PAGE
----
Washington's beltway pundits are speculating that President Clinton, at last beyond a quarter century-old need to fret over the next election, is concerned about cementing his eventual place in history. America's major presidents, the ones carved into stone faces of South Dakota's Black Hills, usually presided over the country during lengthy wars or periods of significant change. Clinton, with the nation at peace in a low-inflation, high employment, relatively prosperous economic climate, has none of those to elevate and distinguish him from merely mortal, pedestrian and prosaic presidential peers who served their time, then quietly departed Oz to return to Kansas.

There must be something in great men, or men who deem themselves great, that drives them to leave a legacy, a hushed, sanctimonious word that means a residue of debris behind. I hope Clinton, who in spite of his intelligence and unusually articulate speech, often seems pretty much the average Joe, avoids that trap. He has a bright, capable wife and pretty sixteen year old daughter to demand his attention and company, memoirs to write, good friends to golf with, and twenty thousand rock bands who will play gigs to his saxphone lead. Sweetening the pot is his retirement pay and a host of perks given to former presidents.

How might Clinton decide to cloak himself in an acceptable mantle of greatness? Are any avenues open? Faced with a smoothly running country whose serious problems are periodically papered over, and able to push both the head of the jack-in-the-box and Newt Gingrich back in the box whenever he emerges, Clinton might make some unwise choices. First, he could decide to take the country to war with Serbia, Syria, Iraq, or even China to further U.S. interests. Second, he could muscle fundamental changes in health care and welfare into and perhaps through the Republican Congress, much as FDR did social security and the New Deal. Finally, he could make an honest effort to balance the budget and reduce America's annual deficit to zero.

The first of these possible enterprises would work out badly, and Clinton is too astute to become embroiled in wars of his own making to enhance his popularity. Similarly, he has already tried and failed to effect fundamental changes in health care, and did successfully compromise with Republicans to modify long-standing welfare provisions. Finally, in my opinion, there is no political or popular will to balance America's budget: it simply would be too painful. From what can Clinton sculpt his metaphorical niche of immortality?

What history will over time reveal is that Bill Clinton already has irrevocably preserved a place in history, though it may not be exactly the spot he had in mind. Clinton has the devil in Miss Jones to thank for that. At the risk of being irreverent, Paula Jones will some day get her day in court. That spectacle is not likely to occur during the twentieth century, but the twentyfirst will be all too soon for just plain Bill. Whether anything ever took place between Paula Jones and Bill Clinton is unknown, but what she has claimed is almost too preposterous to conjure up. If it were not politics, which has become nasty beyond imagination, I couldn't believe a woman who had not been personally wronged could so mercilessly attack any man. Alternatively, I cannot believe a man could be crass or insensitive enough to do what she claims he did. It is Anita Hill-Clarence Thomas with the gloves off.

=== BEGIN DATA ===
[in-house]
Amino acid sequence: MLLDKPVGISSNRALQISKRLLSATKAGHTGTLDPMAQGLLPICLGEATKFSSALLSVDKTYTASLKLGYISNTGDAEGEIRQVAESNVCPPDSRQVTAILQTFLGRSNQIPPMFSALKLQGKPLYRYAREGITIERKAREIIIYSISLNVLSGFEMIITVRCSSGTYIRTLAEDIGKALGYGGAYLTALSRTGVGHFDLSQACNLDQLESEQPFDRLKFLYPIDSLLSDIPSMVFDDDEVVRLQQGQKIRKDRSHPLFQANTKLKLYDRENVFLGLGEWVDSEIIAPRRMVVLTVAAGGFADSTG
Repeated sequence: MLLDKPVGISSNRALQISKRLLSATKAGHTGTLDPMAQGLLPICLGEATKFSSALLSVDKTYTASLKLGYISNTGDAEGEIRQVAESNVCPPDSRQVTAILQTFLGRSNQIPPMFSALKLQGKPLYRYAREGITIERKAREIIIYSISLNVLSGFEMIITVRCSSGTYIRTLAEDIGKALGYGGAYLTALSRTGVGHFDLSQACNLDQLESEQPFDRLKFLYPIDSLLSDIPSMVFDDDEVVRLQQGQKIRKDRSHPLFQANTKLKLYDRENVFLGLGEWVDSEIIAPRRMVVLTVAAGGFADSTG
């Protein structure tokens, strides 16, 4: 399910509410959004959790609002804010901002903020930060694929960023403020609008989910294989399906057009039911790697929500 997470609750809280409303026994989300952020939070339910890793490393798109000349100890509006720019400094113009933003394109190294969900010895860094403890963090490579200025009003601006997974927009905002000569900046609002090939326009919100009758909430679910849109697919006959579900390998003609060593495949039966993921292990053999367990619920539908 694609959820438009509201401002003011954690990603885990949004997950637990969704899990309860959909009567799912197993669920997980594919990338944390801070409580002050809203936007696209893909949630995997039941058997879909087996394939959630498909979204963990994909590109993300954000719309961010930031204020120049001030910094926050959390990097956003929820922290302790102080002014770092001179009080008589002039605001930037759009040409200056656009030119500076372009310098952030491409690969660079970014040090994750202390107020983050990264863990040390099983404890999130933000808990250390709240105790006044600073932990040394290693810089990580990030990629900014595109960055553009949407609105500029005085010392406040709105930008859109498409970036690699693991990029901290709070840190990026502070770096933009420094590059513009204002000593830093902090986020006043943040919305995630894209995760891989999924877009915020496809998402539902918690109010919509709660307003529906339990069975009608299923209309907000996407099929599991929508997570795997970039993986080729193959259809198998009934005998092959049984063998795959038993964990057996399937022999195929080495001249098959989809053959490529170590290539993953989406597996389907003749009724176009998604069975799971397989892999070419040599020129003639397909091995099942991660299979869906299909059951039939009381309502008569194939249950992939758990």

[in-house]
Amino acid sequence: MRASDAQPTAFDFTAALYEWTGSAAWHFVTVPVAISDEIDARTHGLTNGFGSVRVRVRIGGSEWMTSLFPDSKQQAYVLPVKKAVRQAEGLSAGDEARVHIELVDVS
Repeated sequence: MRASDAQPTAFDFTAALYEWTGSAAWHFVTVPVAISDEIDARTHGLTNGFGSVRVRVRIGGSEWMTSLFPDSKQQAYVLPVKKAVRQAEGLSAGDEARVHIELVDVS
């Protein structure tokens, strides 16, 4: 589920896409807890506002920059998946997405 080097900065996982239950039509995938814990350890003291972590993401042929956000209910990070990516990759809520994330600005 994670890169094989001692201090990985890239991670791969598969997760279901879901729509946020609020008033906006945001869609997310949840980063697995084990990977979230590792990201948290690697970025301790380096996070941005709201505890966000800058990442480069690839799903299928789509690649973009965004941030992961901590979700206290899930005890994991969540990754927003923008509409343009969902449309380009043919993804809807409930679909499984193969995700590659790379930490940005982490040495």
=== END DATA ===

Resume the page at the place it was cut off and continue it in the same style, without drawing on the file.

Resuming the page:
Looking at the picture television reveals of Clinton, which often shows a compassionate, sensitive, caring man, it is hard to believe he could invite a young woman to his room and proposition her in the crudest way. There are women who, for reasons of their own, will accuse men of actions they did not commit. Messrs. Erik Williams and Michael Irvin will attest to that. On the other hand, the Army's top enlisted man, the Sargent Major of the Army, has just been accused by a retired female sargent major of sexual assault. Among the duties of this Sargent Major of the Army was serving on a panel whose function was to investigate our Army's sexual harassment problems. Where is the truth, if indeed there is any, in all these claims? Can a judge, jury, and interested attorneys ever find it? Homo sapiens is an interesting and puzzling kaleidoscope of rationality, emotion, and ever raging hormones.

Bill Clinton might as well work on Campaign Reform!


Sam Orr

World Traveler

and Philanthrope

(Location Unknown)